Wagha, Pakistan Border Flag Ceremony

 

Wagah (or Wagha) is a border town straddling the line between Pakistan and India, 29 km from the town of Lahore on the Pakistani side and 27 km from Amritsar on the Indian side. This is the only crossing point between Pakistan and India that is regularly open to foreigners.

If you’re planning on actually crossing the border, you should aim to get there as early as possible. As of 2009, the border is open every day from 8:30 AM to 2:30 PM. Border formalities can take anywhere from 30 minutes to over two hours, and you will need to arrange a visa before you arrive.

Regular buses or taxis are not allowed into the no-man’s land between the countries, so unless you’re on one of the few deluxe international buses, you’ll have to walk across the 500m between the border posts yourself. Porters — blue coats for the Indians, green coats for the Pakistanis — can carry your belongings for a few dollars.

There is daily flag raising and lowering ceremony at Wagah Border, done with fascinating pomp and ceremony that involves lots of tall soldiers in massive turbans goose-stepping about and slamming gates. Both the Indian and Pakistani border forces do this and it has become a tradition for people from both sides gather and see this. Both sides synchronize their parade and the entire event is meant to create a feel-good/patriotic fervour amongst the crowd. It is called the beating retreat ceremony.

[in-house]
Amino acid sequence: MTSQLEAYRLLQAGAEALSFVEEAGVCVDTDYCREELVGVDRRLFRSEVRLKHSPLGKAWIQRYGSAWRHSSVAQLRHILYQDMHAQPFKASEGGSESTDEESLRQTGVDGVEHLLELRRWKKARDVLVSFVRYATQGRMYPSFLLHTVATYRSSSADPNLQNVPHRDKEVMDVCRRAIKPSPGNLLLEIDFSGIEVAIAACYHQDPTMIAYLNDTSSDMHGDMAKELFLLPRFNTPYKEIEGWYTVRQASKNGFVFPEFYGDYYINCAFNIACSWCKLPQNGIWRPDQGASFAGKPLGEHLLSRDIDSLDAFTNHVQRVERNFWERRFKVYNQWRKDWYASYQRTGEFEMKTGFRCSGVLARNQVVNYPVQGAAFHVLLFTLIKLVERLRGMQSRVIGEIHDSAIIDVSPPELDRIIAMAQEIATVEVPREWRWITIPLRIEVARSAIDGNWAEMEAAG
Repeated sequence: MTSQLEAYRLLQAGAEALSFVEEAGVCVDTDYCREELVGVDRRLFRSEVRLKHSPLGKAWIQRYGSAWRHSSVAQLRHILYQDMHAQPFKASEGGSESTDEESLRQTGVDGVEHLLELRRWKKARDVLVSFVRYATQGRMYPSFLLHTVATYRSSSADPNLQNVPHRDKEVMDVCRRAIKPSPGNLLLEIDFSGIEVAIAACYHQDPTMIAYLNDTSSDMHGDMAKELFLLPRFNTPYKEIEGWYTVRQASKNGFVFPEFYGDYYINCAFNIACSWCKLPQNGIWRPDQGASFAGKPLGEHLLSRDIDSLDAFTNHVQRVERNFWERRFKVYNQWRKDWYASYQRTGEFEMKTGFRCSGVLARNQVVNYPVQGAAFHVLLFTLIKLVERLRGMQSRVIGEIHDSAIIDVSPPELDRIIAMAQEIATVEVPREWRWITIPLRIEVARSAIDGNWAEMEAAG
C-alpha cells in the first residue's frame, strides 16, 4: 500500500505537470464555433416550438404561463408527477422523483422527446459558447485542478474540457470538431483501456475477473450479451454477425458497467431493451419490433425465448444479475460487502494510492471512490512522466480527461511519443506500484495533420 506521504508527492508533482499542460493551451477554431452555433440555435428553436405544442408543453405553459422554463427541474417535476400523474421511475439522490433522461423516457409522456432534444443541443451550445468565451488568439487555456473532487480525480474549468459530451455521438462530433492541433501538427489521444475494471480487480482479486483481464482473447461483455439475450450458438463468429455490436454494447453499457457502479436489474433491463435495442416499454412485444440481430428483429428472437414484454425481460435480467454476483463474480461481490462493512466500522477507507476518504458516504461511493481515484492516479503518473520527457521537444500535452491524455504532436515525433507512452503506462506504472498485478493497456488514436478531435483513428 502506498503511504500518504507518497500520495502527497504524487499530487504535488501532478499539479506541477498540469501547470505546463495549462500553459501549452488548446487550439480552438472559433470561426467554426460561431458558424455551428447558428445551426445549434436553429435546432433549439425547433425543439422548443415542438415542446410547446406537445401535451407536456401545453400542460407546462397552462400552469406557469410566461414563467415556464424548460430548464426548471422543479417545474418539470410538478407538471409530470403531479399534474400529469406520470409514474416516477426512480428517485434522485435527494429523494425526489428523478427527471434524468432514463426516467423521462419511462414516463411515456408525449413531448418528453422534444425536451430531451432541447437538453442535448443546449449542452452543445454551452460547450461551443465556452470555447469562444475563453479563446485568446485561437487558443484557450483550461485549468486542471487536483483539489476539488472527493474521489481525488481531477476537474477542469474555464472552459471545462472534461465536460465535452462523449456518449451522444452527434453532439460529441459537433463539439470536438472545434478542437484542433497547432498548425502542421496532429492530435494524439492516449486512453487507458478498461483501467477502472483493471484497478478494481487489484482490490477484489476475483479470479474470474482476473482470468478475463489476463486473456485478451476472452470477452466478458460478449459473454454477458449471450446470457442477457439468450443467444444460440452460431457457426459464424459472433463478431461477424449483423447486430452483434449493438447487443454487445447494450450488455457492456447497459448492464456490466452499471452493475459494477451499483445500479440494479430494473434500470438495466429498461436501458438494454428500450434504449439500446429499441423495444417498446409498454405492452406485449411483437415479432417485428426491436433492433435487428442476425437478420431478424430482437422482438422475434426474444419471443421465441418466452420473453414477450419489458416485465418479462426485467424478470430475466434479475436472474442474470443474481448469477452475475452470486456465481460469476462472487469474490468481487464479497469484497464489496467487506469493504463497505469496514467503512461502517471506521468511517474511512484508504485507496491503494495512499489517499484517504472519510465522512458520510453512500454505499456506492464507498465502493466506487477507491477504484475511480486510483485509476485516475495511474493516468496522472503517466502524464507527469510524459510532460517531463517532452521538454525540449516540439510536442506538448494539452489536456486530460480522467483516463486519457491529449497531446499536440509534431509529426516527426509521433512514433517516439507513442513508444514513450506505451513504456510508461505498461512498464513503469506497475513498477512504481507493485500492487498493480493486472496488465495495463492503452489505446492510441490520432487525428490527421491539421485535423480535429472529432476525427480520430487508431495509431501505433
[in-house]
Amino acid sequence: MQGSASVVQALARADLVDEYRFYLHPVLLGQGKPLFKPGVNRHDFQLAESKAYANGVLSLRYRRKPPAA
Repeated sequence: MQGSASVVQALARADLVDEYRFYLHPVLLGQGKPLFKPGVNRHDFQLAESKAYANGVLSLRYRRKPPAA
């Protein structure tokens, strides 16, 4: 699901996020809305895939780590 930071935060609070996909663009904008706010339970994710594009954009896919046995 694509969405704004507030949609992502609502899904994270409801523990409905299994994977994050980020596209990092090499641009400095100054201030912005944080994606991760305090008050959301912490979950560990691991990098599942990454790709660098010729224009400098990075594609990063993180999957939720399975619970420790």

As of Jan 2009, the flag lowering ceremony which happens around 4:15 PM everyday has become the main event for tourists. In addition, there is now a short cultural programme also done by local folk dancers (Bhangra) for the waiting crowd before the flag lowering. Please take note that a peak crowd of upto 2000+ people can assemble on the Indian side on weekends/long weekends/public holidays. The crowd consists of both tourists & locals. The noise and atmosphere of the assembled crowds on both sides of the border is similar to that of a sporting match and very entertaining.

The border gates have a visitor gallery on each side, basically concrete steps created around the border main road. This allows most people in the crowd to get a seat but it is not uncommon to see up to 500-1000 people standing at the periphery. There are metal fences to help direct and control the crowds in and out of the seating areas.

Ideally, one should reach the border gates by 3:30 PM to get some seating if you’re going on a rush day.